Research Faculty

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Education and Training
1991 B.Sc.(Hons), Physiology, University College London (UCL), UK
1992 M.Sc. Neurological Science, University College London (UCL), UK
1997 Ph.D. Imperial College School of Medicine, UK

George Z. Mentis, Ph.D.
Assistant Professor of Pathology and Cell Biology
Research Summary

Developmental organization of motor neuronal circuitry

Spinal motor neurons serve as mediators of motor output from the spinal cord and their activity is modulated by a network of spinal neurons, known as the central pattern generator (CPG), which is responsible for the coordinated motor output that comprises locomotion.
Locomotion and the spinal network that generates the required patterns of muscle activity is an appealing system for studying how the nervous system produces complex behavior. In our laboratory, we have taken a developmental approach to the study of locomotion in the neonatal mouse - a system that offers several major experimental advantages: (i) the spinal cord of young mice can survive for many hours under in vitro conditions, providing excellent access for pharmacological, electrophysiological and optical investigations; (ii) the isolated neonatal mouse spinal cord can generate locomotor-like activity in vitro, in response to stimulation of the brainstem, dorsal and ventral roots, as well as by application of pharmacological agents; and equally important, (iii) it is a genetically tractable system in which we have available molecular markers to identity and manipulate spinal neurons to study their role in the formation and function of spinal locomotor circuitry.
Traditionally, motor neurons are thought to be only mediators of motor output from the spinal cord. However, as we have reported recently, stimulation of motor neuron axons in neonates can also trigger locomotor activity. This surprising and intriguing result suggests that motor neurons may play an active role in the generation of locomotor activity. To explain how motor neuron stimulation leads to this rhythmic activity, we must first understand the connections motor neurons make with each other and with spinal interneurons. Unraveling the functional organization of spinal motor circuitry is critical both to our understanding of normal motor function and the perturbation of this system that occurs in motor neuron disease.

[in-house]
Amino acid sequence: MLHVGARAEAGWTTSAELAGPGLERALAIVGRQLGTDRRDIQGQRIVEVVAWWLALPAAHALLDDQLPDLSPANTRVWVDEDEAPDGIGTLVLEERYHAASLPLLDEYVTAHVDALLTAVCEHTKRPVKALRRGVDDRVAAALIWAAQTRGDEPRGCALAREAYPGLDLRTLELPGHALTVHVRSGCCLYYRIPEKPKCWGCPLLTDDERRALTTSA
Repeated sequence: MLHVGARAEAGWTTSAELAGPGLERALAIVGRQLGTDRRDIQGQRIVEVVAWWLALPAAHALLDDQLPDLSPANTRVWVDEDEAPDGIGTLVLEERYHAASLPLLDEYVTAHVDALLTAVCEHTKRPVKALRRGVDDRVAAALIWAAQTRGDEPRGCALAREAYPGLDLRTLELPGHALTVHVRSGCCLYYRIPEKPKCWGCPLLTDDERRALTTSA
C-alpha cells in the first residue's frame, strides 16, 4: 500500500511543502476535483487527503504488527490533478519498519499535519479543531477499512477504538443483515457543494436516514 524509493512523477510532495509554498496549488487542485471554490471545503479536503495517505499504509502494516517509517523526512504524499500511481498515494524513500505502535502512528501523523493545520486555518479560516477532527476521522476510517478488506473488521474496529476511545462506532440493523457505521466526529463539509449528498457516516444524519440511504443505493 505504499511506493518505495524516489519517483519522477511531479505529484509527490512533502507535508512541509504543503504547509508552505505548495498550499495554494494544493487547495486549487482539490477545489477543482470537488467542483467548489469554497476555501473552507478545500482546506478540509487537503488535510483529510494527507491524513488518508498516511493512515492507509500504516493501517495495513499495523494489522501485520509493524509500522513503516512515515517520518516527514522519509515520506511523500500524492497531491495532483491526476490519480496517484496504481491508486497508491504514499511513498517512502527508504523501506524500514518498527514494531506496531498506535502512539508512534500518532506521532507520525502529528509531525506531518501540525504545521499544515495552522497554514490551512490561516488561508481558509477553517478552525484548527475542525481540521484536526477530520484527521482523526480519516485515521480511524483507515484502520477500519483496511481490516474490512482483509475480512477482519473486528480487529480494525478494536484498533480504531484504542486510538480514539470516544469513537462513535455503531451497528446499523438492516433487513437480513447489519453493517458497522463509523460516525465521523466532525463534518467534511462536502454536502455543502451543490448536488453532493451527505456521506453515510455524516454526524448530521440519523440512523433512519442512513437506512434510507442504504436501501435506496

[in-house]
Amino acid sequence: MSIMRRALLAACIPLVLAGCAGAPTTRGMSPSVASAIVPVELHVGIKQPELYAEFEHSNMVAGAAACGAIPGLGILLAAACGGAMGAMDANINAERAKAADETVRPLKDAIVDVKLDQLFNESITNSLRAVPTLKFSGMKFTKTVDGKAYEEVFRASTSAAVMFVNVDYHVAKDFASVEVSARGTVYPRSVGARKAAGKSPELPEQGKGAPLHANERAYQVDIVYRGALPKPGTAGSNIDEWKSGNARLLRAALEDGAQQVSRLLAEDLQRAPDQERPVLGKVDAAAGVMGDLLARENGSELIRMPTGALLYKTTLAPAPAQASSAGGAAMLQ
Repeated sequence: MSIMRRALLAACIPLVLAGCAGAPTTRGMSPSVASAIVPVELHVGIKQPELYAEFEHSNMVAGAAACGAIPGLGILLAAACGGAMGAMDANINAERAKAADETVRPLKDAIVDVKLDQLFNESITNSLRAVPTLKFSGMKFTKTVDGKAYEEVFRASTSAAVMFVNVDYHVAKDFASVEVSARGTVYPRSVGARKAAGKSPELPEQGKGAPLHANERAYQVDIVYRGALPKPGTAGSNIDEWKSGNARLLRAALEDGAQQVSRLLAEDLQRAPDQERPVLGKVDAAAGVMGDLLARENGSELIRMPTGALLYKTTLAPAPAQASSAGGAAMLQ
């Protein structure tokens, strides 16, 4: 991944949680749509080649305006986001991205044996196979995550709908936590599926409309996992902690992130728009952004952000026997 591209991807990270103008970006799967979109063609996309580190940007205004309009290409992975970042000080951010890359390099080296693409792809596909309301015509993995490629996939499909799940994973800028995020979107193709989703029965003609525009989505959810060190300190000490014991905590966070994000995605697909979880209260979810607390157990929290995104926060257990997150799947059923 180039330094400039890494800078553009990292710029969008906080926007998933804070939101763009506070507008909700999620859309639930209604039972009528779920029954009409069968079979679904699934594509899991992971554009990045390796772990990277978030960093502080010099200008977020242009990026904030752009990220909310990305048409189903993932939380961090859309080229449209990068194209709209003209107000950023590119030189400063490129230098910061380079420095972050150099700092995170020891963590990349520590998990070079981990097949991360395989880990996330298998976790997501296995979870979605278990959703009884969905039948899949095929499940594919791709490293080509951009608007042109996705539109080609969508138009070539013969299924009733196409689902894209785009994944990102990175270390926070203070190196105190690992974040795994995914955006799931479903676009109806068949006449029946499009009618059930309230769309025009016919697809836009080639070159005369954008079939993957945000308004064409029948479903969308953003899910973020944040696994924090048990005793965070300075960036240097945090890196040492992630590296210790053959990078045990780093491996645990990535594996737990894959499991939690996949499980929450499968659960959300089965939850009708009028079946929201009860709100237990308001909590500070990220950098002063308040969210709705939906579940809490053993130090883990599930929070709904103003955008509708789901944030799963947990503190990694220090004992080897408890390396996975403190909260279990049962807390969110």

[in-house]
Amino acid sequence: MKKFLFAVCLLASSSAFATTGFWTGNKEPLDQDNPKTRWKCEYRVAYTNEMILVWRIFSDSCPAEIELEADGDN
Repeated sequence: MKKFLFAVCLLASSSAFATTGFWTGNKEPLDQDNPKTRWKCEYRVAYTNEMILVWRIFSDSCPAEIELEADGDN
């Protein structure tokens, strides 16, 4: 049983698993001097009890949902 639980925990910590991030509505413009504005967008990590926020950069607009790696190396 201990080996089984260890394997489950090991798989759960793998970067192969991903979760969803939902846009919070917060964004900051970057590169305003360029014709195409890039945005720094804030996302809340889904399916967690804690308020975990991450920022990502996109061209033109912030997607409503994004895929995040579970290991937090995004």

Spinal Muscular Atrophy

To understand the role of spinal motor neurons in normal motor behavior, we must first describe the local circuitry in which they function. These same functional connections are undoubtedly perturbed in SMA, and must be understood in the context of disease models if function is to be protected or restored.
Advances in our understanding of the genetic basis of heritable, motor neuron diseases such as SMA and Amyotrophic Lateral Sclerosis (ALS) have also made it possible to model these disorders in mice. We are using these models to elucidate the cellular pathophysiology of motor neuron disorders using many of the same approaches we employ in the study of spinal motor development.